Barry has a tradition of reboots and changing comic book status quo's. His creation is often heralded as the creation of the Silver Age in 1956. He helped found the DC multiverse when he ran so fast he popped up in the world of the previous Flash, Jay Garrick. His death in Crisis on Infinite Earths is often cited as one of the marks of another new age, the end of the Bronze Age and creation of the "Dark" Age. His return to life a couple of years ago began a story that ultimately ended the previous version of the DC Universe. And now, in the New 52, he's got his own title again.
And it is beautiful. No, really, the art by Francis Manapul (who also co-writes the series) is downright gorgeous, and is second only to J.H. Williams III's art on Batwoman. Barry Allen's been regressed a little bit, he's no longer married to Iris West for instance, but he's not a brand spanking new hero, he's been around for a little while. A mysterious group (there's that term again) has gotten an old friend of his in trouble and are using copies of the friend with powers to do their dirty work, and it's up to Barry, as a forensic scientist, to clear his name and get to the bottom of the mystery.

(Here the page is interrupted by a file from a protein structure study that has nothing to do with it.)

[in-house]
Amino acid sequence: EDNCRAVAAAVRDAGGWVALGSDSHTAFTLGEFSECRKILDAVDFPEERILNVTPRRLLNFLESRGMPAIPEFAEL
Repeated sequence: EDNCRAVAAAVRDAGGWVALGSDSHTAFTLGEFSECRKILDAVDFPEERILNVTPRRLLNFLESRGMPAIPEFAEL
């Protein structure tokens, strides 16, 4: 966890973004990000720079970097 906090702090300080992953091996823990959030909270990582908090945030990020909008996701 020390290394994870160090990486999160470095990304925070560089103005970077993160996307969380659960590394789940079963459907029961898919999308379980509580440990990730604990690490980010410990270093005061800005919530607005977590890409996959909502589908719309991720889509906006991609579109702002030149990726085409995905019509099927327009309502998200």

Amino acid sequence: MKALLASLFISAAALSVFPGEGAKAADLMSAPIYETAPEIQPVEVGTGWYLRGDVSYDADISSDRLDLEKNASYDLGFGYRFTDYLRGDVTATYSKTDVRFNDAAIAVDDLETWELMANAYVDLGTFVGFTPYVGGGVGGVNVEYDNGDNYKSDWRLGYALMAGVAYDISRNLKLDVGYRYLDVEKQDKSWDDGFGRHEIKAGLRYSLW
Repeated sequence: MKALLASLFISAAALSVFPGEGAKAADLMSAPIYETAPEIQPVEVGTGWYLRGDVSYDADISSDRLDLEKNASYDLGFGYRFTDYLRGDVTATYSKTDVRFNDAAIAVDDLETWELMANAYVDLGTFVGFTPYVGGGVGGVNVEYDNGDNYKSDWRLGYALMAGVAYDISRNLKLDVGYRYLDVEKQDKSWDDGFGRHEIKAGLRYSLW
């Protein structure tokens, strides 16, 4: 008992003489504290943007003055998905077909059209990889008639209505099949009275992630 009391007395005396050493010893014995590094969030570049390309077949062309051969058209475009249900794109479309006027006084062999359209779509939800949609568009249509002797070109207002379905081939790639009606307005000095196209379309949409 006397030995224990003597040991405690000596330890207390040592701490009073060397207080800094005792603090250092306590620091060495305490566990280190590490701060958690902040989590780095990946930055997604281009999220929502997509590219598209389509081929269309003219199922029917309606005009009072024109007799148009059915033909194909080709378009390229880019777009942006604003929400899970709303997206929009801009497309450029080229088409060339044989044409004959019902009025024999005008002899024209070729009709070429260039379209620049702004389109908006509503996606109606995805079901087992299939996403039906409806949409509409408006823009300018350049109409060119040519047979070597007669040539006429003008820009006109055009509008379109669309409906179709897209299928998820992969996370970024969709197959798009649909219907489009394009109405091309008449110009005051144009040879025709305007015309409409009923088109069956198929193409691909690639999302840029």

It also has the blurb. In comics from the later Silver Age up until the late 80s or so, each issue would begin with a brief paragraph summarizing who the hero or star or team were and their mission, introducing the reader to the character and situation as though it were his first comic book. Which often it was, comics being a disposable medium for decades in the US. It's just a nice nostalgic surprise.
So, Barry and Iris aren't married, anymore. They do flirt a good deal, which is cute. Probably the best handling of the "vanished marriage in comics" in recent history. They have nice chemistry, and it's hinted that they'll get back together, which is cool. The story and writing on the book has been pretty good to excellent, with plenty of cool applications of the Flash's powers (in one case VIBRATING A JET AIRLINER THROUGH A BRIDGE to save it from crashing--two words: awe some!) and the mystery is engaging enough to intrigue. The Flash is definitely one of the better books in the New 52. Don't miss out just because you're irritated that Wally West is missing.
Aaron "The Mad Whitaker" Bourque; Wally's been missing before, but he's always come back!